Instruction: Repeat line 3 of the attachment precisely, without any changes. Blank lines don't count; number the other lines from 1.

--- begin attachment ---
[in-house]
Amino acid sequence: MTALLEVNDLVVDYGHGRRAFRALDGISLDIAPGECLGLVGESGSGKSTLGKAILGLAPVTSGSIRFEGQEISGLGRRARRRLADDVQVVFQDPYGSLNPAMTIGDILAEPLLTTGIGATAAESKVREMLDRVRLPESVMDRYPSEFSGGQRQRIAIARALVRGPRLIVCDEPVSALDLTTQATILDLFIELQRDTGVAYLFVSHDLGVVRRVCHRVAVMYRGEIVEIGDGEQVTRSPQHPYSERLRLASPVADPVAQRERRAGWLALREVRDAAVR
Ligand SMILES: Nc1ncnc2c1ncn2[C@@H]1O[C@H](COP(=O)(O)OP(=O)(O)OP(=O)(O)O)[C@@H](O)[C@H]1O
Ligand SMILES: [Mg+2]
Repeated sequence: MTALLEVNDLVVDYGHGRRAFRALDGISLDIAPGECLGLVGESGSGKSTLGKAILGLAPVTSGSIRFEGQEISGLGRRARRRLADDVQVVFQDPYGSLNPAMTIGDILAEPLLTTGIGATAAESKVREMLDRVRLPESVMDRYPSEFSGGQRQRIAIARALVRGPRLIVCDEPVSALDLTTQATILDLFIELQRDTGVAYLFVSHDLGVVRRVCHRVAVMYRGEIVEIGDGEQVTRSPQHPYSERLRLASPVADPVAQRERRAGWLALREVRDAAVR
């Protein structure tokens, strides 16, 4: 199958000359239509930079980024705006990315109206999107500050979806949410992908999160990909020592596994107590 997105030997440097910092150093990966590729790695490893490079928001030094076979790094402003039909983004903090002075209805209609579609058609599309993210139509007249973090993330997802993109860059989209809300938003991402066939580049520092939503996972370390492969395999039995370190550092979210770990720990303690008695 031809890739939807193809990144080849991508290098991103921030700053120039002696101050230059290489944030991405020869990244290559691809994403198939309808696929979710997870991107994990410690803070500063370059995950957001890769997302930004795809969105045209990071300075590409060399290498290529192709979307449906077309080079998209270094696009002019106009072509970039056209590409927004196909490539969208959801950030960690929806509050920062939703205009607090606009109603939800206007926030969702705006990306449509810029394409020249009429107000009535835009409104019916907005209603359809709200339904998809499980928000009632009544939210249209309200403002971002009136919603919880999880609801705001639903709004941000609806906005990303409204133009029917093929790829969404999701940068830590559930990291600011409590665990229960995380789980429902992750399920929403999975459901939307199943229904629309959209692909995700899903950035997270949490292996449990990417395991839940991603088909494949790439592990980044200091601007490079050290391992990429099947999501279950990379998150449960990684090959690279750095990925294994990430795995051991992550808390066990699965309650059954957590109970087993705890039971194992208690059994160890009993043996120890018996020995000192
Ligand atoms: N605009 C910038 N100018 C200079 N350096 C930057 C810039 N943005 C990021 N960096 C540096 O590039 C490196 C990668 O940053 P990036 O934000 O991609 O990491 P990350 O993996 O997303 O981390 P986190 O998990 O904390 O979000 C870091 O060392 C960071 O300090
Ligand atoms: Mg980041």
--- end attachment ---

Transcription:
Ligand SMILES: Nc1ncnc2c1ncn2[C@@H]1O[C@H](COP(=O)(O)OP(=O)(O)OP(=O)(O)O)[C@@H](O)[C@H]1O